In Crile v. Commissioner, T.C. Memo. 2014-202 (2014), the Tax Court held that the taxpayer engaged in the “trade or business” of being an artist under IRC § 183 (also known as the “Hobby Loss Rule“).
The taxpayer is a full-time tenured professor of studio art at Hunter College in New York City. She has worked as an artist for over 40 years, exhibited and sold her art through leading galleries, and received numerous awards for her art. She devotes approximately 30 hours per week to her art during the school year and works full-time on the business during the summers. The taxpayer had works of art displayed in several prominent museums including the Metropolitan Museum of Art, the Guggenheim Museum, and the Brooklyn Museum of Art.
The taxpayer received notices of deficiency for the tax years 2004, 2005, 2007, 2008, and 2009 based on the determination that the taxpayer’s claimed Schedule C expenses were actually unreimbursed employee business expenses that should have been reported on Schedule A, Itemized Deductions. The IRS made the determinations on the grounds that the taxpayer’s activity was not “engaged in for profit” under IRC § 183, and even if the art activities were a business, she claimed several deductions that were not “ordinary and necessary” under IRC § 162(a).
The taxpayer petitioned the Tax Court and Judge Lauber ordered the two theories be examined separately for purposes of briefing and opinion. This case considers whether the taxpayer’s activities were in the trade or business of being an artist under IRC § 183.
The IRS took the position that the taxpayer’s art (and expenses associated with producing that art) was included in the single activity of her work as an art professor within the meaning of Treas. Reg. § 1.183-1(d)(1). The taxpayer argued that the two activities were separate and should be analyzed accordingly under IRC § 183. Judge Lauber considered three factors from Treas. Reg. § 1.183-1(d)(1) including 1) the degree of organizational and economic interrelationship of her art activities, 2) the business purpose which is (or might be) served by carrying on her activities as an artist and an art professor separately; and 3) the similarity of her activities as an artist and an art professor.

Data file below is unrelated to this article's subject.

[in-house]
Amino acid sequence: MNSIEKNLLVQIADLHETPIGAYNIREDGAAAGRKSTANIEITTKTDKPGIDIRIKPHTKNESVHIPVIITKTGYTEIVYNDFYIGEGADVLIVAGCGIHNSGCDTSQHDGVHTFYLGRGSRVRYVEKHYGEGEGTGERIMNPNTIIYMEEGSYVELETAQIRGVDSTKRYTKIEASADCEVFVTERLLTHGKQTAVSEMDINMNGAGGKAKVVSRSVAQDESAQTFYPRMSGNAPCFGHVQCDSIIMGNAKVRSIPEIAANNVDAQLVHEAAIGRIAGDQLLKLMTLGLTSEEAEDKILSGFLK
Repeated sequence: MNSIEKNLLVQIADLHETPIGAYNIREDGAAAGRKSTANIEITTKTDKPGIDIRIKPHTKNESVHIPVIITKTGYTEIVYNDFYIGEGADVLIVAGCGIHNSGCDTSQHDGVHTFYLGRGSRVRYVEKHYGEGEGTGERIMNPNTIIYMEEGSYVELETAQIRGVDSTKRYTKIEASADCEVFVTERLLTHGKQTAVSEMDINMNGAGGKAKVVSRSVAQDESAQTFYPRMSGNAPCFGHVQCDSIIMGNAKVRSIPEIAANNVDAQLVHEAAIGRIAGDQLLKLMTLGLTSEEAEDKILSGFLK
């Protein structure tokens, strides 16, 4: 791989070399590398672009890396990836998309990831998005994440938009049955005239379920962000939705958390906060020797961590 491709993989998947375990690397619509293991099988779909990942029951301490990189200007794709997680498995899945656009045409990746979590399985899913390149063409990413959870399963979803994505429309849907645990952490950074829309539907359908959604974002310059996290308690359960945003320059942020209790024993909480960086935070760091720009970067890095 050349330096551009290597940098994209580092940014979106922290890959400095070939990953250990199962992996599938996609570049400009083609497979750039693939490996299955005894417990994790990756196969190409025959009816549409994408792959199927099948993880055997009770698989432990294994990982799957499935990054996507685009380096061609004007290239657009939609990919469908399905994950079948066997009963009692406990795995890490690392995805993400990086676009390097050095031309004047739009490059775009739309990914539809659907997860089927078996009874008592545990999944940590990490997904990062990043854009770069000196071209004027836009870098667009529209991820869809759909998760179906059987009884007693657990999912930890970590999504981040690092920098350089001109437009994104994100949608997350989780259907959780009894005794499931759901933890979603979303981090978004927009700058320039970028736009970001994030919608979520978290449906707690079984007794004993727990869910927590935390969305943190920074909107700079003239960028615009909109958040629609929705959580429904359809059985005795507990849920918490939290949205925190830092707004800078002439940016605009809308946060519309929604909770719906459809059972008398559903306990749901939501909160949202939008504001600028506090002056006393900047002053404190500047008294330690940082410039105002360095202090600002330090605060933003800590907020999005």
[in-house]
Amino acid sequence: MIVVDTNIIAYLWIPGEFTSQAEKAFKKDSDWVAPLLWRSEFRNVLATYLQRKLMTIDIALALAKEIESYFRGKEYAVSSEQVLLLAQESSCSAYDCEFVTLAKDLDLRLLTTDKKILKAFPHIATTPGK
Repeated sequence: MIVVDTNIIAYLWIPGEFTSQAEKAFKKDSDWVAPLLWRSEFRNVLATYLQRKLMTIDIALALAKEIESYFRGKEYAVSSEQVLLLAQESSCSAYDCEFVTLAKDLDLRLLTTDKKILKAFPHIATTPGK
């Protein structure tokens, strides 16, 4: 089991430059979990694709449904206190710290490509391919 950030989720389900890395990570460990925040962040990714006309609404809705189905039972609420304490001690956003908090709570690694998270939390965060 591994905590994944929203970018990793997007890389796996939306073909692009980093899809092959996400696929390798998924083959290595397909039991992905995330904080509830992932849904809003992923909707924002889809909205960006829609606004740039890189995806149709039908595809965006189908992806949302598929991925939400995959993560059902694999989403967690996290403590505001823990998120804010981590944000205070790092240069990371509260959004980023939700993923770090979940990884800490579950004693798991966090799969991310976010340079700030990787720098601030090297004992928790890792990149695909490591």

Citing Treas. Reg. § 1.183(d)(1), Judge Lauber stated that “the taxpayer’s characterization will be rejected only where it ‘is artificial and cannot be reasonably supported under the facts and circumstances of the case.'” The Court noted several important facts in favor of the taxpayer’s job as a professor and activities as an artist being treated separately under IRC § 183, including her work as an artist for over 10 years prior to becoming a professor, the different job requirements of a business owner and a professor, and the hundreds of hours the taxpayer spent on the administrative requirements of her business that did not benefit her activities as a professor.
Judge Lauber mentioned several other professions (lawyers, accountants, economists) where an individual’s job requirements as a professor were different than those used in their teaching. Thus, the Court held that the taxpayers activity as an artist was separate from her activity as a professor and the Court evaluated the activity separately under IRC § 183.